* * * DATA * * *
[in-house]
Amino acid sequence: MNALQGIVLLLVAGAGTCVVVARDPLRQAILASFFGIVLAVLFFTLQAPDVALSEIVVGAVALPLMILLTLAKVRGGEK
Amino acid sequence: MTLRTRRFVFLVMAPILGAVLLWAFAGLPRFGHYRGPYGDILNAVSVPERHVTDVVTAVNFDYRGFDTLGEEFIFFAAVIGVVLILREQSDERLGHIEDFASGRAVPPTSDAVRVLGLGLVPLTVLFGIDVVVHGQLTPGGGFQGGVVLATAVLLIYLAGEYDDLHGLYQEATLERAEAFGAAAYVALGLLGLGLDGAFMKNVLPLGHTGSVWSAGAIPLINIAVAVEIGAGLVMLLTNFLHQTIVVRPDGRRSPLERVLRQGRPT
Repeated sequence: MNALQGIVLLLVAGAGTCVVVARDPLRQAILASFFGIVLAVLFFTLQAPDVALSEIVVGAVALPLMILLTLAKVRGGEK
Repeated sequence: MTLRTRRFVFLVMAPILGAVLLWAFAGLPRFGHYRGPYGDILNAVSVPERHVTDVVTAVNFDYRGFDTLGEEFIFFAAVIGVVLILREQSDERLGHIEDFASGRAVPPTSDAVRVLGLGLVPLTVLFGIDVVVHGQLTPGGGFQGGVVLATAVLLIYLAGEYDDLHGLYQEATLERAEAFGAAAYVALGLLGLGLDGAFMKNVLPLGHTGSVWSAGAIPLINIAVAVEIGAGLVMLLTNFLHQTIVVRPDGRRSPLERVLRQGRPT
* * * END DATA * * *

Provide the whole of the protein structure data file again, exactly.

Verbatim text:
[in-house]
Amino acid sequence: MNALQGIVLLLVAGAGTCVVVARDPLRQAILASFFGIVLAVLFFTLQAPDVALSEIVVGAVALPLMILLTLAKVRGGEK
Amino acid sequence: MTLRTRRFVFLVMAPILGAVLLWAFAGLPRFGHYRGPYGDILNAVSVPERHVTDVVTAVNFDYRGFDTLGEEFIFFAAVIGVVLILREQSDERLGHIEDFASGRAVPPTSDAVRVLGLGLVPLTVLFGIDVVVHGQLTPGGGFQGGVVLATAVLLIYLAGEYDDLHGLYQEATLERAEAFGAAAYVALGLLGLGLDGAFMKNVLPLGHTGSVWSAGAIPLINIAVAVEIGAGLVMLLTNFLHQTIVVRPDGRRSPLERVLRQGRPT
Repeated sequence: MNALQGIVLLLVAGAGTCVVVARDPLRQAILASFFGIVLAVLFFTLQAPDVALSEIVVGAVALPLMILLTLAKVRGGEK
Repeated sequence: MTLRTRRFVFLVMAPILGAVLLWAFAGLPRFGHYRGPYGDILNAVSVPERHVTDVVTAVNFDYRGFDTLGEEFIFFAAVIGVVLILREQSDERLGHIEDFASGRAVPPTSDAVRVLGLGLVPLTVLFGIDVVVHGQLTPGGGFQGGVVLATAVLLIYLAGEYDDLHGLYQEATLERAEAFGAAAYVALGLLGLGLDGAFMKNVLPLGHTGSVWSAGAIPLINIAVAVEIGAGLVMLLTNFLHQTIVVRPDGRRSPLERVLRQGRPT